Secretary of State Mike Pompeo formally notified the United Nations last week that the United States would withdraw from the World Health Organization. This imprudent step, taken in the midst of a rapidly accelerating pandemic, weakens global health at the precise moment it needs to be bolstered. It will endanger lives around the world while further shredding America’s tattered reputation as an enlightened global leader.
Rather than abandoning the WHO and scapegoating it for its own failures, the United States ought to be reinforcing the U.N. agency’s central role in global health governance. That won’t happen while Donald Trump remains in the White House, of course. Fortunately, the U.S. decision only takes full effect on July 6, 2021, meaning that Joe Biden could rescind it if he wins the November election. Reversing Trump’s course on the WHO should be part of a broader multipronged effort by Biden, if he’s elected president, to strengthen the world’s collective capacity to prepare for and respond to future pandemics, as well as combat the current one.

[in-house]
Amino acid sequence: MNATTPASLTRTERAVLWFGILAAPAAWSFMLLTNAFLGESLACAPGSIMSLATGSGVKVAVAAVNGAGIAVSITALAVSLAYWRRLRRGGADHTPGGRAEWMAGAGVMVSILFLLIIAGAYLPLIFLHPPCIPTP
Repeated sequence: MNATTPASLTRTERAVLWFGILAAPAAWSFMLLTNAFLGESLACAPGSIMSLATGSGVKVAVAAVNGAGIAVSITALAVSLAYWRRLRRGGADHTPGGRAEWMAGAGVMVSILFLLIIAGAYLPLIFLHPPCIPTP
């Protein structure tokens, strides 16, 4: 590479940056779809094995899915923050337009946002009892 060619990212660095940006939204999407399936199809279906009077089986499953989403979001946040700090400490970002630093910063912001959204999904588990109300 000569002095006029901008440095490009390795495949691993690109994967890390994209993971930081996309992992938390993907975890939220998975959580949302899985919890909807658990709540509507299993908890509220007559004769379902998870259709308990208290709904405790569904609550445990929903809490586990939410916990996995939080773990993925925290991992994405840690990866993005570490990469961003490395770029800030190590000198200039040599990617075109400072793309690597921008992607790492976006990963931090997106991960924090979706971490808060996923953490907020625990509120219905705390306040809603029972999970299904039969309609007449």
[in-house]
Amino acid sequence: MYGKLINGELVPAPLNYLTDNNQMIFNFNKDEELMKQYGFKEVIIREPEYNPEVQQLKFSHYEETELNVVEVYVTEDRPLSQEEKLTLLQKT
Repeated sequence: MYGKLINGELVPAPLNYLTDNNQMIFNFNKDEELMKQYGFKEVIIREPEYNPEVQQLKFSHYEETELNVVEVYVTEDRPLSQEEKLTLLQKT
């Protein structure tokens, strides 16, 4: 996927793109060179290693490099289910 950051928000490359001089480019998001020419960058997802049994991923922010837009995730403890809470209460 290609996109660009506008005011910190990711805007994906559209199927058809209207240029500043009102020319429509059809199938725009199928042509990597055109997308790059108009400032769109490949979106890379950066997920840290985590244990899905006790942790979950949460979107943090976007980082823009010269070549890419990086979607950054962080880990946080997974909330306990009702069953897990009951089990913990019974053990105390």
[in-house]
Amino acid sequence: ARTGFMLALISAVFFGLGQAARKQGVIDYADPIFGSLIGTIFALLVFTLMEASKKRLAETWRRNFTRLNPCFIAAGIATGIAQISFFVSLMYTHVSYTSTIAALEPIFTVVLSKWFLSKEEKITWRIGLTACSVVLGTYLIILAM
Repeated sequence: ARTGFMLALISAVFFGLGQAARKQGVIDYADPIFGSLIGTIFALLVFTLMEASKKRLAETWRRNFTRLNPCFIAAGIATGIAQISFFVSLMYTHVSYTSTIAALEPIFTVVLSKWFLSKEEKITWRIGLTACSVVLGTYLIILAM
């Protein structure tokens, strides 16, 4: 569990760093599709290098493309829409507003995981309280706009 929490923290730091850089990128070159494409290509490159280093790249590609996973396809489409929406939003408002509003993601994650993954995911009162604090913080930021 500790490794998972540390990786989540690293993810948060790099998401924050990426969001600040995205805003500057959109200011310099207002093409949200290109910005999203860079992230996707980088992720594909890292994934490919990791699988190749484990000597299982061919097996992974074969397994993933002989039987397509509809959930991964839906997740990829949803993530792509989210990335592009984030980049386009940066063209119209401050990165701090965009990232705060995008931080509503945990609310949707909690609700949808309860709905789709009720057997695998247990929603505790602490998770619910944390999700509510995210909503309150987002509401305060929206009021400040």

The breakdown in international cooperation over COVID-19 has exposed a multilateral system unprepared for global public health emergencies, and national governments unwilling to live up to their international legal obligations. Some of this chaos is a function of shortsighted U.S. policies, as well as the U.S.-China strategic rivalry. But the deeper failures of multilateralism go well beyond U.S. abdication and geopolitical competition. The lessons of COVID-19 point to three priorities for an incoming Biden administration.